Bitrex, the world’s most bitter substance, is what’s known as a taste aversive – added to products which might seem tasty to humans (especially children) to persuade them not to drink them, or to spit out what they’ve already drunk. It’s a similar idea to the use of bitter coatings to break a fingernail-biting habit, although this would seem to involve some degree of operant conditioning/reinforcement compared to the (hopefully) one-off effect of Bitrex.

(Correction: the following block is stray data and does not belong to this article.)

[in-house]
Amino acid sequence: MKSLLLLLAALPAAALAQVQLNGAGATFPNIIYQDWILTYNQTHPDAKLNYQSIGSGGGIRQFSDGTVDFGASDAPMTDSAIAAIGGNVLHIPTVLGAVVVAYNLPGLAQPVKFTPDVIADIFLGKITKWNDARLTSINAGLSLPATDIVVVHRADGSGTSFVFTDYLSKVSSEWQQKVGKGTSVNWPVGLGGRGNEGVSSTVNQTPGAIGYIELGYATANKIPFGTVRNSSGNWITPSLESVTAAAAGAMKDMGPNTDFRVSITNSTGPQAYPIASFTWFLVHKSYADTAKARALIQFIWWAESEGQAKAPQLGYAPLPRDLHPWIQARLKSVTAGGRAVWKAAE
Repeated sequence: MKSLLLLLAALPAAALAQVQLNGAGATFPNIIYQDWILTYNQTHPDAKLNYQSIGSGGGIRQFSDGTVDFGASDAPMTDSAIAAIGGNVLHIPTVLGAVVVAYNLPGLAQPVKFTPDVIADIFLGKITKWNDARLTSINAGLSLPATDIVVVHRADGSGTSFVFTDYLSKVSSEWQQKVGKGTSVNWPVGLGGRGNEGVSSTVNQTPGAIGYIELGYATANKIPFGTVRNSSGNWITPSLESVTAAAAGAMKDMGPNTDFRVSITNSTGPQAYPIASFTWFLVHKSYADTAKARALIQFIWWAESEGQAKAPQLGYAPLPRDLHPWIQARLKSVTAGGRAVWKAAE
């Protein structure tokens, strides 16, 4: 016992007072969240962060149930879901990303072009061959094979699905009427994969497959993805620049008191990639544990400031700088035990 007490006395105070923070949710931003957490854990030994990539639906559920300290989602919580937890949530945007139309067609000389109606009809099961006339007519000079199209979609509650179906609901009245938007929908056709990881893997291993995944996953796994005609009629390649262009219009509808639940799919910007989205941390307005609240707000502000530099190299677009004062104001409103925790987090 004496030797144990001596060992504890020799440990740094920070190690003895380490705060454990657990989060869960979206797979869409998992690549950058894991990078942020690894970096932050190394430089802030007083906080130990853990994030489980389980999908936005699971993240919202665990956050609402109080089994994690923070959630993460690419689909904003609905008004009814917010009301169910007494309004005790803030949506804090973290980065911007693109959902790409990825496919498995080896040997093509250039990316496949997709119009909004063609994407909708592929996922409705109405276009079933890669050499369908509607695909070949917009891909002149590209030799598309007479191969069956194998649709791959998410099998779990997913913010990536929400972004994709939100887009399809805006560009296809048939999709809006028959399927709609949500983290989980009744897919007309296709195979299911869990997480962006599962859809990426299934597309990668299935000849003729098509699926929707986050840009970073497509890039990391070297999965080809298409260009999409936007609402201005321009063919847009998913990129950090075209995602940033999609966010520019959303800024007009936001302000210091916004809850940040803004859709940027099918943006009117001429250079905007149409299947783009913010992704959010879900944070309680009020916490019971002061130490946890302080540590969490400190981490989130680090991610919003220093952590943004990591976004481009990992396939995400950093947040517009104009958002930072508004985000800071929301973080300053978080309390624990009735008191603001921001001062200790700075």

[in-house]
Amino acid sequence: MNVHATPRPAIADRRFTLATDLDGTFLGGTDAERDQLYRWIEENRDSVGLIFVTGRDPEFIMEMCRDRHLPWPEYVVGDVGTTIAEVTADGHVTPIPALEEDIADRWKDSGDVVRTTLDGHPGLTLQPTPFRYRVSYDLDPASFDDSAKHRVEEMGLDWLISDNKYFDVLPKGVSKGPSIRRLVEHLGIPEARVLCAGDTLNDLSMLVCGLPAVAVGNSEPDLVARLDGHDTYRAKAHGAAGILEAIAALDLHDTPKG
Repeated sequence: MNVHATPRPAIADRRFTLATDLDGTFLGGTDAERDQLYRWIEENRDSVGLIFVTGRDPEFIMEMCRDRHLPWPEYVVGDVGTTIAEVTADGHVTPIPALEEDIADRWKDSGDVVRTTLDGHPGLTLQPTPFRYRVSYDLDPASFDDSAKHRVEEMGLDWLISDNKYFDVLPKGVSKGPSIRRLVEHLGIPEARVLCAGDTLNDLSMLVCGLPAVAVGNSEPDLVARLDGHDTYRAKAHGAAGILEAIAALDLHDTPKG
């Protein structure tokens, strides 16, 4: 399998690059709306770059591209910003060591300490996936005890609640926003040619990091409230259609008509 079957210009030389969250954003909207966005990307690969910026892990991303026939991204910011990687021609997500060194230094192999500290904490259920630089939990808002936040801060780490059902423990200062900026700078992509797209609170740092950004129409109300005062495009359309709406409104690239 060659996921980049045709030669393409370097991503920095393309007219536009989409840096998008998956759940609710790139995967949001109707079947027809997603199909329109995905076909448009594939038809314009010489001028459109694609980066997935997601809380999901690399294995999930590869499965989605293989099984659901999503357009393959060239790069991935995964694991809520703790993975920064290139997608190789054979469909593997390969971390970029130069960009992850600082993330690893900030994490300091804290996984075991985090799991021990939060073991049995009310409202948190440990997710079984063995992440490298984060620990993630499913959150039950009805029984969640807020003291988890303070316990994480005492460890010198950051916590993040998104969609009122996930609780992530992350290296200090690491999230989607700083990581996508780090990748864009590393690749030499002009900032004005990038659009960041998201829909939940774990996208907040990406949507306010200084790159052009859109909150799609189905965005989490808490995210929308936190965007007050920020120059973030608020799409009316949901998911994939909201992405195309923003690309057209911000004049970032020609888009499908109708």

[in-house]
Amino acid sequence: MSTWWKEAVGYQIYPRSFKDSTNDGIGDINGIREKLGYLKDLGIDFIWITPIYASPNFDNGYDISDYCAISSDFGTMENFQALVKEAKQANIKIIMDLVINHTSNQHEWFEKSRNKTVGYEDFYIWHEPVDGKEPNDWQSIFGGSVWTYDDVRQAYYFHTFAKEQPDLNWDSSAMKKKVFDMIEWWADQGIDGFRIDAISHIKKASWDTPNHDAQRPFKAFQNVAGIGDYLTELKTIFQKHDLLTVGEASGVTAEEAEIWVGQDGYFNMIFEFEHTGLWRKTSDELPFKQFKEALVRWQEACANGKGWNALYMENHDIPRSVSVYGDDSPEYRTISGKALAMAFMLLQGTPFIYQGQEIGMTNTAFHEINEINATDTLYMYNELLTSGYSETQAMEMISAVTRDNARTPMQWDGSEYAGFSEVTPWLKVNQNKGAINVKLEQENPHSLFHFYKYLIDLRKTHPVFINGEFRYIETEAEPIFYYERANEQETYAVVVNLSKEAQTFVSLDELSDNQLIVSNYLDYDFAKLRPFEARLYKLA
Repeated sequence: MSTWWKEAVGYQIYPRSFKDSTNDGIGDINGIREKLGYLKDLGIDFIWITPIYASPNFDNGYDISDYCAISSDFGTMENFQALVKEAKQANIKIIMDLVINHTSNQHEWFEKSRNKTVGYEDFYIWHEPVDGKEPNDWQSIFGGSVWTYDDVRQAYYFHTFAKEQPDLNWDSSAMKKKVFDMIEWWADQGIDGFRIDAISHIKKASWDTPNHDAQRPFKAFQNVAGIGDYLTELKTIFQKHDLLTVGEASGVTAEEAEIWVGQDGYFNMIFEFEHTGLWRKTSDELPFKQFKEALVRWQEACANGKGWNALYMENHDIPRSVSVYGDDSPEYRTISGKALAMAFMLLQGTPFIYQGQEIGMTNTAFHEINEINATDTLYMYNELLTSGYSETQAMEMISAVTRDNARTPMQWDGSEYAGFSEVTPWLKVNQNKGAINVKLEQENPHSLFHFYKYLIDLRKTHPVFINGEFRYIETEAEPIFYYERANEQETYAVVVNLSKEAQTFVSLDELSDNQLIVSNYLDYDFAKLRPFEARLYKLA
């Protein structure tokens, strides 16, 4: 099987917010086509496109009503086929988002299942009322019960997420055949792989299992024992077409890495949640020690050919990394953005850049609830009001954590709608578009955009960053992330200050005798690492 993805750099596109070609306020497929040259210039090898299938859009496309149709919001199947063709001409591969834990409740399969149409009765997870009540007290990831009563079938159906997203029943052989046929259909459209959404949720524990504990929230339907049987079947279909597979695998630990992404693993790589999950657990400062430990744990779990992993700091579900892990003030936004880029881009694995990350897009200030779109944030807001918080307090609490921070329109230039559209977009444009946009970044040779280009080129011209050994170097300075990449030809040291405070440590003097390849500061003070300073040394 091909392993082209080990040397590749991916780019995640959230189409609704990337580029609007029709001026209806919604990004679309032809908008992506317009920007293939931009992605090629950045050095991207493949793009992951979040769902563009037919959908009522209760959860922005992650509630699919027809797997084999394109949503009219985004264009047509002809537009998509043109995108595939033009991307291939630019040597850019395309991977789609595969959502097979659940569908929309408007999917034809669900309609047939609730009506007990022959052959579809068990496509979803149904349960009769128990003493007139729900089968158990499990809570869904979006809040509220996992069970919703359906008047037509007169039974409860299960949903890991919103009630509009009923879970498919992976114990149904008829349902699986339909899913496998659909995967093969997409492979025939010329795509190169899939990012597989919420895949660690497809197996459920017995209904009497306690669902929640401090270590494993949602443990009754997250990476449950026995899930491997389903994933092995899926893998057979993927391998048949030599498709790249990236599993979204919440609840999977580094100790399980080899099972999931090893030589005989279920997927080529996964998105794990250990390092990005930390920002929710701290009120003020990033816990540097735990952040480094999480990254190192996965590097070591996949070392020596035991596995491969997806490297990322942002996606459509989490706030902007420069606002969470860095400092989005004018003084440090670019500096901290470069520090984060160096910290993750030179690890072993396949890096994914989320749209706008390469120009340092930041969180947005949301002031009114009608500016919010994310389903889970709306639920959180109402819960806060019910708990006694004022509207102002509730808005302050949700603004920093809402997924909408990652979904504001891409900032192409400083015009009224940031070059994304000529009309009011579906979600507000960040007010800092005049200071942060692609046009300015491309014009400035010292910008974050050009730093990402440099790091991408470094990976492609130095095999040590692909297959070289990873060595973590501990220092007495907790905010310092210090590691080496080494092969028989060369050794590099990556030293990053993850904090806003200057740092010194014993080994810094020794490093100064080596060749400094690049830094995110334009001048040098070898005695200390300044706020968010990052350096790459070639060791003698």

In design terms, we might class these kinds of aversives as blanket physiological design mechanisms – blanket because they affect all users (or at least do not deliberately discriminate against one particular class of user in the same way that the Mosquito does), and physiological because they are designed to leverage characteristics of the body’s responses to stimuli. A fire alarm intentionally loud enough to drive people out of an area would also fall under this category of blanket physiological mechanisms.
Neither are all such mechanisms aversive: the coercive atmospherics of using a “synthetic human pheromone designed to stimulate sales” in casinos (though the “extra oxygen” tactic is supposedly false) or even the smell of fresh bread in supermarkets are designed to encourage continued interaction.
There’s a short but